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Canon EOS Full Frame for HD
All about using the Canon 1D X, 6D, 5D Mk. IV / Mk. III / Mk. II D-SLR for 4K and HD video recording.


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Old November 11th, 2010, 05:23 AM   #1
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another 5d audio question

I have 2 7d's and when I need quality audio, I record to a Tascam dr 100. I have a job on Friday for a guy who just bought a 5d, has no idea how to use it, and wants me to do some interviews. I offered to use my set up, but he insists on using his camera, with a wireless directly into the camera. I've never dealt with the audio on a 5d, so here are my questions:

1- I assume you need to go from the wireless into some kind of mixer first, right?

2- Do the new 5d's come without auto gain control, or do you have to download the firmare to defeat agc?

3- Is there a headphone jack on the 5d? How would you monitor audio going into the camera?

Another option if he insists on on camera audio, is run the wireless into my Tascam, then run a step down cable into the 5d from the Tascam.

Any help will be appreciated.
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Bruce Yarock
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Old November 11th, 2010, 07:20 AM   #2
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The Canon 5D2 is notorious for having a 'gross' Automatic Gain Control on the audio.
However the last but one release of firmware for the 5DMk2, firmware 2.0.4 provides manual audio control that defeats the AGC. (I've never used the last firmware that came from Canon).

So having selected 'manual audio', you can dial down the audio input gain, but it's still too hot for any form of 'line level input'.
I therefore use Tramm's Magic Lantern hack which does work with 2.0.4 firmware, to provide a better set of audio controls on the 5D2.

In Magic Lantern you can set the analogue input to '0'. This equates to about -20dB which allows, in my case the 'domestic line level' coming out of my Edirol R-44 mixer to give a 'unity gain' when fed into the 5D2. I say 'domestic line level...that's not the 'professional line level' of -4dB of course.
So say a peak of -6dBfs on the R-44 gives -6dBfs on the 5D2. It'll sound OK on the 5D2, but it'll never be as clean as on the R-44 but it's very usuable.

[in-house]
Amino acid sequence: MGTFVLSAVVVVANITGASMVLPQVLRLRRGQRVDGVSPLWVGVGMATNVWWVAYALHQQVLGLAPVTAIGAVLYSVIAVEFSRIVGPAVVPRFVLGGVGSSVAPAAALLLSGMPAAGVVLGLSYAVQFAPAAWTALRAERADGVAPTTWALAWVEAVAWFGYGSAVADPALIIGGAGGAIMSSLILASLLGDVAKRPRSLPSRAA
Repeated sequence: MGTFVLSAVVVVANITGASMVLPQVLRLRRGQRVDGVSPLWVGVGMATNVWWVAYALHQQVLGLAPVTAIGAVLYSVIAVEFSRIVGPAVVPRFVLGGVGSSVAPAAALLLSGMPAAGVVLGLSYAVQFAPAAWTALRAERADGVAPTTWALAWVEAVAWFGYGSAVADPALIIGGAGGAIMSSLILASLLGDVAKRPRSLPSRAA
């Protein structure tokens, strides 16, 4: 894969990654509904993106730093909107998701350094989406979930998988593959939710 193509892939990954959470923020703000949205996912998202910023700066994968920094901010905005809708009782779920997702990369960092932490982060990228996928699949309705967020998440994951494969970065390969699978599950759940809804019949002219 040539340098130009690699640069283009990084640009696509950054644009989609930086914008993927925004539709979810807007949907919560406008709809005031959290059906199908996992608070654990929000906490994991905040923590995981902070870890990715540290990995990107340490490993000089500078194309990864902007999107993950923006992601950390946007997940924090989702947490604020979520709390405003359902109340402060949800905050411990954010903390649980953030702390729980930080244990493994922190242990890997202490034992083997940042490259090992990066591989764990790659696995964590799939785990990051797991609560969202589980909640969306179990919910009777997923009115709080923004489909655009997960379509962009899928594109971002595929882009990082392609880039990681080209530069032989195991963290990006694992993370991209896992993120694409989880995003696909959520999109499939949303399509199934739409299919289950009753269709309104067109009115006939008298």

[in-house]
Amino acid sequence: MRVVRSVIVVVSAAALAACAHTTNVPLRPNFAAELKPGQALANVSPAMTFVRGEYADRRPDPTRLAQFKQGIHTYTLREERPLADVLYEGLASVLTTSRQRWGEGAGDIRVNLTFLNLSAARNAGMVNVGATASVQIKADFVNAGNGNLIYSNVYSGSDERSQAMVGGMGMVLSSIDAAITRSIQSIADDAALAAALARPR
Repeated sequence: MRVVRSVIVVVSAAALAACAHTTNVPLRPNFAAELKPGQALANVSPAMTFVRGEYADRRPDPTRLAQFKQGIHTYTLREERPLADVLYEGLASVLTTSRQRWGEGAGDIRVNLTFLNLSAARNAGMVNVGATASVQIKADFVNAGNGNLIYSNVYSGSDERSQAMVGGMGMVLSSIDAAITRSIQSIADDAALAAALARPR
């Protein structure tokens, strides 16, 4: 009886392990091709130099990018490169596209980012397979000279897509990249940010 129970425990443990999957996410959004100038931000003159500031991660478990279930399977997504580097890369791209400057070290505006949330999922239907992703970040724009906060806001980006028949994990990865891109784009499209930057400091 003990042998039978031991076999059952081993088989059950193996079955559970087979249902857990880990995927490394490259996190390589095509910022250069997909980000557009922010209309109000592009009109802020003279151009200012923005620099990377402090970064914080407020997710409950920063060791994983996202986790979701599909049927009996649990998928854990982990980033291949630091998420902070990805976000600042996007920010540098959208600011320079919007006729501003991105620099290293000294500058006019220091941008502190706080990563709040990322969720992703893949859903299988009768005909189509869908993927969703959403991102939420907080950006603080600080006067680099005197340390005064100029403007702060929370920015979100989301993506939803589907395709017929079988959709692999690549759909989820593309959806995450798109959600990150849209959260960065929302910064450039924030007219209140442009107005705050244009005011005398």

So in your case I'd:

1: Install Magic Lantern firmware...you put it on each of your CF cards and remember that have to select it everytime you switch on the camera. It just becomes routine though...''going to record, OK I'll just load ML!''
Feed the radio mic or mixer -20db line level output ( say the 'headphone output'?) back into the stereo mic mini jack on the camera.

However after downloading ML to your computer you'll need to tweak the 'config text' file so you have 0dB for the analogue and digital audio gains before saving that 'config' file.
You're getting the camera to not add any amplification to your signal. ML also shows audio meters on the top of the live view screen, something Canon never implemented in their 2.0.4 firmware.

ML is stable and perfectly safe, but occasionally it seems to freeze on loading in the camera and doesn't show the 'live view' screeen as it should. If that happens I know that I just need to persist with it ...it'll come good. ML does take a few extra seconds to load each time the camera has been switched off which I find bareable in order to get good audio on the camera.

ML also allows an audio output headphone feed, but I don't use that as I always have the R-44 as my audio master anyway, however you have to go back to the Canon firmware to hear audio from the small built in speaker I'm afraid.

David
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Old November 11th, 2010, 08:37 AM   #3
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The 5DMKII gives you manual gain now and it works fine, but it's limited since you can't adjust it after leaving the menu mode.

The safest thing to do is your last option. Run audio to your recorder, then using a pad cable to the 5D. You can get the cable for $45 from DVCreators.net.

The only way to monitor out of the 5D is to use the AV cable. But that turns off the viewfinder anytime the AV cable is plugged in.

Here's what I do. First, I always double record--audio to my Zoom H4N and to the camera. It's foolish to trust your location sound to the cheesy little mini jack.

Second, I calibrate the camera's audio to the recorder's, similar to what you'd do with a mixer. I put some -12db tone onto the recorder's SD card. Then I play that to the camera, via the pad cable and adjust the camera's manual gain so I get -12db there. You can't see the meters when recording because they are only available in the menu. So you go into the menu, switch to manual gain and set the meters so you get -12db when it's playing out of the recorder. Then in theory the camera will record what the recorder is getting.

But then how do you monitor from your recorder, since (on the Zoom anyway) the line out is also the headphone jack? If your Tascam has a separate line out, then no problem, but I got a Y-adapter to plug into the recorder output. So my headphone goes to one side of the Y and the audio to the camera goes to the other side.

Now, here's where you can screw up: Make sure you set your -12 db tone on the camera's gain when the Y adapter is in place. If you calibrate the camera to the recorder without the Y adapter, it will be way off when you use the adapter. Make sure the Y adapter is hooked up when you do that calibration.

Sounds tricky but it works fine, and if something happens to camera sound, you're covered with your recorder. The bad part is that you're monitoring what's coming out of the recorder, not what's going into the camera. Since it's calibrated it "should" be OK, but we all know what that means. Generally it will be OK, but there's that little mini jack and those are notorious for failure. It's easy to knock the pad cable out when moving around. So you always want to double record.

Having said all that, I did all of the above on a recent shoot and the camera sound was surprisingly good. Not as good as the Zoom, but nobody would notice the difference unless you do a side by side comparison.